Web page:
16th ANNUAL LONDON TO BRIGHTON JAGUAR RUN

Eagle Speedster PDF Print E-mail
Written by Jane Hyde   
Thursday, 13 October 2011 16:50

We drove the first Eagle Speedster back in ’09, but now we have sampled the second ‘lightweight’ generation we want more…

Words: Jim Patten & Pictures: James Lipman/Eagle GB

Argument is futile. If you keep your head in a metaphorical bucket of sand and consider only what the factory might have produced, then we suggest you read no further as our words might lead to offence. If, however, your mind is open to wonderful new thoughts then join us on an automotive fantasy.

Eagle E-types is an interesting place to be, as little if anything passes them by without significant input. The philosophy adopted by Henry Pearman, the founder of the company, is about marketing the very best a standard production E-type can offer. Building on that strength are the detailed restorations of original cars and the high profile lightweight E-type, 86 PJ. Perhaps best known by the general public are the amazing re-engineered Eagle E-types, although it has to be said, these are in limited numbers. So when Eagle produced its own interpretation of what the E-type could
have evolved into, we could expect something special.

The concept
The Speedster’s inception was the result of collaboration between an American client (see JWM November ’09) and the inventiveness of Eagle manager and development engineer Paul Brace. Paul had already been nursing some thoughts of an evolved E-type, but no specific demands were given, just an idea for something different. The results were as beautiful as they were radical. This car, though, was to run with a cast block engine of standard appearance – and that included the SU carbs.

Interest was huge and although the occasional detractor thought the whole thing heresy, most observers were visibly affected by the sheer impact of the shape. Paul didn’t rest either, his agile mind continued to probe deeper, reckoning the next Speedster would be an ideal platform to show just what Eagle is capable of. The shape as signed off on the first project would remain, with a few subtle improvements. Retaining the original XK engine design, the specification would not look out of place on a 21st century new car description.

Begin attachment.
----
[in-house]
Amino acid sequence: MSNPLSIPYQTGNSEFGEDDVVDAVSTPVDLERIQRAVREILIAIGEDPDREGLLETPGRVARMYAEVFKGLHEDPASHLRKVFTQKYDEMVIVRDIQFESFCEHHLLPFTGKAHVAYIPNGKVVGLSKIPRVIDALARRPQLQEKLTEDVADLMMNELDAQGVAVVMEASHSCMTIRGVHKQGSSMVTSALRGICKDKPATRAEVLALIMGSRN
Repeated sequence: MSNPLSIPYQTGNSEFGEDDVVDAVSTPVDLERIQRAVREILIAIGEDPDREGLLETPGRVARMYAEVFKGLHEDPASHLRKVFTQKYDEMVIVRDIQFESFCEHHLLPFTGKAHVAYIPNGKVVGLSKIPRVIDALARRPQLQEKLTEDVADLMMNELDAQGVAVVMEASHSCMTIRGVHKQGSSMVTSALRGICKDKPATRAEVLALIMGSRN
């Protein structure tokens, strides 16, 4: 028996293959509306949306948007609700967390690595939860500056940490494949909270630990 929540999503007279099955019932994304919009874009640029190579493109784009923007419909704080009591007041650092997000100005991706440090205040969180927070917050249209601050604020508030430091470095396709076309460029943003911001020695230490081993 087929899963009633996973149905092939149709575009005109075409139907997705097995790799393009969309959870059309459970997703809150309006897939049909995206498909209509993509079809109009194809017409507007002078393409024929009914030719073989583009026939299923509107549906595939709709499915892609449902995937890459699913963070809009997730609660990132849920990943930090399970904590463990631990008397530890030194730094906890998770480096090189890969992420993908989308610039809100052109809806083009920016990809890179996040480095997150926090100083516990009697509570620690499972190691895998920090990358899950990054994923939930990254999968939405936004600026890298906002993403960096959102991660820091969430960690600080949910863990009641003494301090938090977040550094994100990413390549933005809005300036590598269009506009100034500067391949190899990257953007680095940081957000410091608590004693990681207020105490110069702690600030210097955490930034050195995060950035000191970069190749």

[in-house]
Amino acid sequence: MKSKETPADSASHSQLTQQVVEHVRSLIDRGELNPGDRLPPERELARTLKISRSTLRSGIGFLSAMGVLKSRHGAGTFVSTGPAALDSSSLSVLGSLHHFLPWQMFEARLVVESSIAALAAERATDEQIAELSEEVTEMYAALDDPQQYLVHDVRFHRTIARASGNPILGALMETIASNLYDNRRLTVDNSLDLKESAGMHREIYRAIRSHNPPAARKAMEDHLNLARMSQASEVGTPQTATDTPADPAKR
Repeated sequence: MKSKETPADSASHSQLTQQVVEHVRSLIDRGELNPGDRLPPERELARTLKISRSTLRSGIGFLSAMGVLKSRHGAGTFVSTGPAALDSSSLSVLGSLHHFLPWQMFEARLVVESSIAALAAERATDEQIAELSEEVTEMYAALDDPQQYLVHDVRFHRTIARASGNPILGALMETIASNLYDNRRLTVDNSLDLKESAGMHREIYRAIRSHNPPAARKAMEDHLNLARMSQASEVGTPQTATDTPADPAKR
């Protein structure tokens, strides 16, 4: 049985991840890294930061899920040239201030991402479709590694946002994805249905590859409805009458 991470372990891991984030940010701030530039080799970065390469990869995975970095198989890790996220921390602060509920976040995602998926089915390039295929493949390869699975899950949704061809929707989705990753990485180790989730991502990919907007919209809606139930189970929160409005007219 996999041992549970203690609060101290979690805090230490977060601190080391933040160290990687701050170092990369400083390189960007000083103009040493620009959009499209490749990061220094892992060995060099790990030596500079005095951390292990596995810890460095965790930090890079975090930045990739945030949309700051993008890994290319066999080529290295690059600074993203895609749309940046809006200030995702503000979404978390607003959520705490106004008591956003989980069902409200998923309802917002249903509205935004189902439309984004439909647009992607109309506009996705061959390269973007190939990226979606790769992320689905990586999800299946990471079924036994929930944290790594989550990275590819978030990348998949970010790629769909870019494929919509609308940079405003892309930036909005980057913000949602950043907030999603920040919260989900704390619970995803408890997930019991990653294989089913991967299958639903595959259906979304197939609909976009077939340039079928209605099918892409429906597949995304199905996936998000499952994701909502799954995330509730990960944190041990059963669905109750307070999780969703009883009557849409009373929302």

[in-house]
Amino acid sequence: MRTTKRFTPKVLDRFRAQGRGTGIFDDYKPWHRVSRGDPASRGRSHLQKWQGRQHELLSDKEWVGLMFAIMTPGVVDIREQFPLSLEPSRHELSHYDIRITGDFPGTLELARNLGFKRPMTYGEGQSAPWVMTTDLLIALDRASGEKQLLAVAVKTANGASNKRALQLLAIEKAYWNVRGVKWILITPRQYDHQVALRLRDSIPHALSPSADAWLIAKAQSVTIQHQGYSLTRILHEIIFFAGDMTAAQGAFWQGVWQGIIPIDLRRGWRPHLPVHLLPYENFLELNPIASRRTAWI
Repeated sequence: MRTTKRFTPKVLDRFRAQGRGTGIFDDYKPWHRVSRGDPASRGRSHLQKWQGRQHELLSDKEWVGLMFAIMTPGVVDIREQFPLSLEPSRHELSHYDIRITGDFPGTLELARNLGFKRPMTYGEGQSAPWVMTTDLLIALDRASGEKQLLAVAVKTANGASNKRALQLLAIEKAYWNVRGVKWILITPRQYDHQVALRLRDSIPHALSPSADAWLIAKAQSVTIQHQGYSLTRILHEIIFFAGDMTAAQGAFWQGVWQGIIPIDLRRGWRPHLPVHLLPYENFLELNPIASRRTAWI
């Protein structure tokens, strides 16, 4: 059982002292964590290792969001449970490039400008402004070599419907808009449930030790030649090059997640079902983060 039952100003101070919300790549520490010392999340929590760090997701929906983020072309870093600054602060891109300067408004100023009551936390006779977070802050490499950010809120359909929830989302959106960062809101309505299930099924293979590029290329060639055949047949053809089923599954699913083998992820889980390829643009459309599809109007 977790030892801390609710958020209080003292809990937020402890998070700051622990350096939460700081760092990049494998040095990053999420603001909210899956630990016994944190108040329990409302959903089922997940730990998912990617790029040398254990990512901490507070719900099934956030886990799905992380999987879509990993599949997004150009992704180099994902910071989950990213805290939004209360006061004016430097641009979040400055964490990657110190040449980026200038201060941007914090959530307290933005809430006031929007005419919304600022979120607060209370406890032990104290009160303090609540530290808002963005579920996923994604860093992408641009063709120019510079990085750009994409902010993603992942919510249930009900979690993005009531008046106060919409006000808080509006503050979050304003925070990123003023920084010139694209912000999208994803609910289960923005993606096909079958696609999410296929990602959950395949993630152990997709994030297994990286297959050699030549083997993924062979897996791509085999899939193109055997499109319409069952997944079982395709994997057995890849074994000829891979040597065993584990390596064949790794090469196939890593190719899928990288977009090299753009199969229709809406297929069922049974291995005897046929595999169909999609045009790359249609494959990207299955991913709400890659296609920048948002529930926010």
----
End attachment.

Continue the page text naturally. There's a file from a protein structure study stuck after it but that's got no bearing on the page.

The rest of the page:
Sunlight teases out the subtle claret metallic chips in the Speedster’s rich, dark paint

The build
Years of experience have led Eagle to develop and implement the manufacture of specific components, rather than rely on general availability. Its gearboxes have been in production for sometime now but the recent introduction of an all-alloy 4.7-litre engine, developed in conjunction with Crosthwaite & Gardiner offers greater scope. “We wanted to pay homage to the original lightweight E-types, using as much lightweight material as possible with a goal of an all-up weight of 1,000kgs,” stated Paul. Well they got pretty close at 1,008kg – hence the car’s official ‘Lightweight E-type Speedster’ name.

RS Panels once again formed the body, based around the original E-type floorpan and bulkhead measurements but fabricated in aluminium with a seamless finish throughout. Even the petrol flap has lost its finger-hold, using a push-down/release system instead. Inside, the floorpan has been lowered, allowing the seats to be set deeper down in the car, complimenting the low rakish windscreen. This time around wipers would be fitted.

With the newly created shell delivered to Eagle’s workshop, Brace set about the build. There is a lot of E-type still in this car, albeit enhanced and improved. Everything in the engine, though, is examined and often redesigned, built to use modern fuel-injection and individual throttle bodies operated through the latest generation ECU. Power remains very impressive at 325bhp, and with 350lb ft of torque coming in at 3,600rpm it is eminently usable too. Aluminium is also used for the five-speed gearbox and differential casings, offering useful weight loss but retaining the necessary strength.

Thanks to Eagle GB
Website: www.jaguarspeedster.com
Tel: 01825 830966



To read more about this Jaguar see the November 2011 issue of Jaguar World.

Back issues available here.



Last Updated on Thursday, 10 November 2011 12:20